"These are not $100, $200, $300 orders -- these are meaningful advertisers," adds Entercom’s Crowley. “Streaming is hyper-targeted, location-based, in many ways local, and looks and smells and feels like radio.”

Entercom CEO David Field predicts an eventual end to the disconnect between Nielsen data that shows the national radio audience has grown from 255 million in 2009 to over 272 million in 2018 and more downcast reports that ad revenue is declining. Referring to Entercom and iHeart, he says, “Now that there are two companies with the scale to be able to meet customer needs across all the larger markets in the U.S., we are well positioned to see potentially significant growth in ad spending.”

Borrell Associates, which revised its projections upward from July to August, predicts that year-to-year digital advertising for local radio stations will peak at 27% in 2020, then slide to 14% in 2023, where it will be a $1.9 billion business, over $300 million more than its initial calculations. CEO Borrell says the numbers were updated because print is declining more rapidly than he expected in terms of digital sales, prompting advertisers to fall back to radio. Second, digital investments by companies such as iHeart and Townsquare are paying off. “After years of talk about flatlining, they’re really tackling digital and serving advertisers better,” he says. “With all the hiring and investment and excitement, we anticipate they’ll do even better.”

Despite the positive news, Borrell adds, "I’m still skeptical. I don’t know if radio will grow digital revenue as fast as they’ll lose [broadcast advertising]. We’ll have to see what happens.” He also contends there's a flaw in radio’s digital investment. “They are not using a business-model strategy that makes digital independent,” he says. “They are all still radio operations with some digital stuff attached, which means they are tethered to the rise and fall of radio advertising.”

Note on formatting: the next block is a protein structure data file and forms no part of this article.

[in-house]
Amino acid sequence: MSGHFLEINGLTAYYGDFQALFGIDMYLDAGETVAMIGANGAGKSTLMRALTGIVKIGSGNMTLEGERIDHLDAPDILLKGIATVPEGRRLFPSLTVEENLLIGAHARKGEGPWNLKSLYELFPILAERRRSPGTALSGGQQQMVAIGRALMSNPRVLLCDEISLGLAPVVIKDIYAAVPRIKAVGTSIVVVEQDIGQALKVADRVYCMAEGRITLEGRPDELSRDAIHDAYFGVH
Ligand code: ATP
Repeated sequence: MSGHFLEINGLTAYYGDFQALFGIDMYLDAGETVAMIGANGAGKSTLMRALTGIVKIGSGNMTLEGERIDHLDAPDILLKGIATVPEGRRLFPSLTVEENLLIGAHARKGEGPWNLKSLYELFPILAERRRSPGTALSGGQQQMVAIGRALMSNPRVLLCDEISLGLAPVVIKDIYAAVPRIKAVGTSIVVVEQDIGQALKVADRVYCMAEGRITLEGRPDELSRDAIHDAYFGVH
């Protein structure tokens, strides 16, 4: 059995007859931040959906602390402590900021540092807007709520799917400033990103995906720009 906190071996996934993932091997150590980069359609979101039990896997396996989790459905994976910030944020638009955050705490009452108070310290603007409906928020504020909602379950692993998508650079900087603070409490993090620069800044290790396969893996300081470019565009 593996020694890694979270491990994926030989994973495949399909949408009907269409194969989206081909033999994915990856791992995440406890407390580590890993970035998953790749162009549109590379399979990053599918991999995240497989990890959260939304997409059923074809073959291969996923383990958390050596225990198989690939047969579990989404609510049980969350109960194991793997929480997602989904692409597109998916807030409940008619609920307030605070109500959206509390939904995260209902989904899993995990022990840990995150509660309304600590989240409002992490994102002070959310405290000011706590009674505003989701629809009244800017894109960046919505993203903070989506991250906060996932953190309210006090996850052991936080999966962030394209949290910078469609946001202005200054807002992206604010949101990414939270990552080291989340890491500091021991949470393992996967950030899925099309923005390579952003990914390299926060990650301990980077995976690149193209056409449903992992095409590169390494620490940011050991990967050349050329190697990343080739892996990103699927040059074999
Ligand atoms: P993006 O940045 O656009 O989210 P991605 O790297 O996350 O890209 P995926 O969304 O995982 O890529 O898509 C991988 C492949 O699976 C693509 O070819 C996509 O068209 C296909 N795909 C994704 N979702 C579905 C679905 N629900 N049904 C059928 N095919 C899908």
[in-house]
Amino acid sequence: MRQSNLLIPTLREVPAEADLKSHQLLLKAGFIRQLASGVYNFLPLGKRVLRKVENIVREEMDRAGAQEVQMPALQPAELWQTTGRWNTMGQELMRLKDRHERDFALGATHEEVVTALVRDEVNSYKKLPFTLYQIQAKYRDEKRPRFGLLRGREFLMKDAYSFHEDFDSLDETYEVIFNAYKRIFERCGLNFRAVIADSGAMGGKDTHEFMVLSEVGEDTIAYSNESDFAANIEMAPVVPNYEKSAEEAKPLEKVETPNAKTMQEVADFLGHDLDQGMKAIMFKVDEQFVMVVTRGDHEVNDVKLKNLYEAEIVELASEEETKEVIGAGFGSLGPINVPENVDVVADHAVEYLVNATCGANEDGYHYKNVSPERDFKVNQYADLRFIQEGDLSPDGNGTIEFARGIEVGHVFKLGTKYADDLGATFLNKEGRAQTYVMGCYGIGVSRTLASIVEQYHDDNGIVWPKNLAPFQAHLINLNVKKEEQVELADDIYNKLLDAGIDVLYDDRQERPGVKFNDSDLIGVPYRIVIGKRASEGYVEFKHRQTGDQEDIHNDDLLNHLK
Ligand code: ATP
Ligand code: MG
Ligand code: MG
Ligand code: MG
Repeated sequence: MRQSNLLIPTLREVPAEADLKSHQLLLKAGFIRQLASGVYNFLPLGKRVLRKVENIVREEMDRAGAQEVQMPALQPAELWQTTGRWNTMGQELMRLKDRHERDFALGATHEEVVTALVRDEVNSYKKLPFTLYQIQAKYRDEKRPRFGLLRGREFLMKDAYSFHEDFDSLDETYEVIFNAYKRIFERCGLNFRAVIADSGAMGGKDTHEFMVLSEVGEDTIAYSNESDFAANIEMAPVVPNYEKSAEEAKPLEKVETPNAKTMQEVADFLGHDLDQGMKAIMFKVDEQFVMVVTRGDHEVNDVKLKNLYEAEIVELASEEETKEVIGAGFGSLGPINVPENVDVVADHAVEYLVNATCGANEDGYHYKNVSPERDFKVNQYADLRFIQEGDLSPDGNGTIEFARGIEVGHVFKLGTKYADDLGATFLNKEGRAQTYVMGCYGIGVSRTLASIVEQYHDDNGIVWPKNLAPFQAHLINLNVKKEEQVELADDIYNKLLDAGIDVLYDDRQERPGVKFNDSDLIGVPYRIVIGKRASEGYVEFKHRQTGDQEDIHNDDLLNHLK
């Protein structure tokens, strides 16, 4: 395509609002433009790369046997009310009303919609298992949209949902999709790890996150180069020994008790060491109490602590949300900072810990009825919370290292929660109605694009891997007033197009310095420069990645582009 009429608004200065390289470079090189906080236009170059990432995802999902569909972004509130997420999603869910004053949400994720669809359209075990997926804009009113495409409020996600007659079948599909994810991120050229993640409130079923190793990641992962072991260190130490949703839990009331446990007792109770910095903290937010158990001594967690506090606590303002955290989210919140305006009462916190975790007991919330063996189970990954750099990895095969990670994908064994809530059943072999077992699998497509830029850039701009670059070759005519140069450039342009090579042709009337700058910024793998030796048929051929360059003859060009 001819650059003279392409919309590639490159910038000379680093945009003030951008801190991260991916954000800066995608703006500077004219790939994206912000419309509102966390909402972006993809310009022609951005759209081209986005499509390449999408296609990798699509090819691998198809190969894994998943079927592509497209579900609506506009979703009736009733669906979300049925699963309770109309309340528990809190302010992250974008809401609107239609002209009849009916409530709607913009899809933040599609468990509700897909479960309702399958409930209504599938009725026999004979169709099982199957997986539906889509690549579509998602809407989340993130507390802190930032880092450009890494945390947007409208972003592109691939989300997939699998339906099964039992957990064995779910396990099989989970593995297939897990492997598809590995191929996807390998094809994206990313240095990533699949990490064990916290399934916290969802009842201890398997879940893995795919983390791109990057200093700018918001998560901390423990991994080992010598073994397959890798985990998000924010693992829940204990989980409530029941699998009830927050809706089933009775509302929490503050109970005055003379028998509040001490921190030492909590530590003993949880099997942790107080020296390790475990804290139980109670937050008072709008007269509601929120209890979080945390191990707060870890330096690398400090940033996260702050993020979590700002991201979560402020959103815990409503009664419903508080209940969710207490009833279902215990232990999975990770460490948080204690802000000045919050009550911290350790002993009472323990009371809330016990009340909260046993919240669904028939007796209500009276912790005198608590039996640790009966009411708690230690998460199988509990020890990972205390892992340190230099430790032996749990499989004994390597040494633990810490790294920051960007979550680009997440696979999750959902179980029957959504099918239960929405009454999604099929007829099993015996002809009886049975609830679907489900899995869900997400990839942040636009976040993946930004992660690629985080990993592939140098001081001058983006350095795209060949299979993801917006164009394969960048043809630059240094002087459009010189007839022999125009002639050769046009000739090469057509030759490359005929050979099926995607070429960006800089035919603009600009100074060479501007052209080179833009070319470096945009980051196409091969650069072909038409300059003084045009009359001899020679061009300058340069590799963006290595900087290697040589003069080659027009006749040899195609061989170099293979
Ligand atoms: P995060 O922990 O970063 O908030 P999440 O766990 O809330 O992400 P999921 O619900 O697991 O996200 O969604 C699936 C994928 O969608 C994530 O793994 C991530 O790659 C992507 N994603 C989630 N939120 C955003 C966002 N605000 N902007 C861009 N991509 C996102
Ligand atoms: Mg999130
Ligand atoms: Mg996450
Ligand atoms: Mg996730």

Borrell suggests radio companies will have to do more to make up for the shortfall, such as acquiring or launching companies “that don’t look like or have the same business model as radio and can provide significant depth in digital media advertising and marketing capabilities.” Asked for an example, he cites the online employment site CareerBuilder, which was launched as a competitor to in 1995 as a joint venture of newspaper publishing and TV station operators Tribune Media, The McClatchy Company and Tegna. CareerBuilder is a digital operation but was not tied to the TV or newspaper business, and the three founders carved up a $475 million payday when Apollo Global Management bought a majority stake in the company in 2017.

“Radio won’t see significant, sustained growth in digital until it invests in something similar,” says Borrell. “I’d love to see radio companies investing their capital and savvy in something that tackles this huge wave of digital video we’re seeing. That’s much, much larger than anything happening in audio. They could compete with TV -- and why not?”

Not every radio analyst sees the same cliff ahead for broadcast companies. “Sometimes people think too negatively about the radio industry,” says Mark Fratrik, chief economist at media and advertising consulting firm BIA. “It’s obviously still important in providing local news and information, weather, traffic, etc., that people rely upon. It still has a place even four or five years from now.”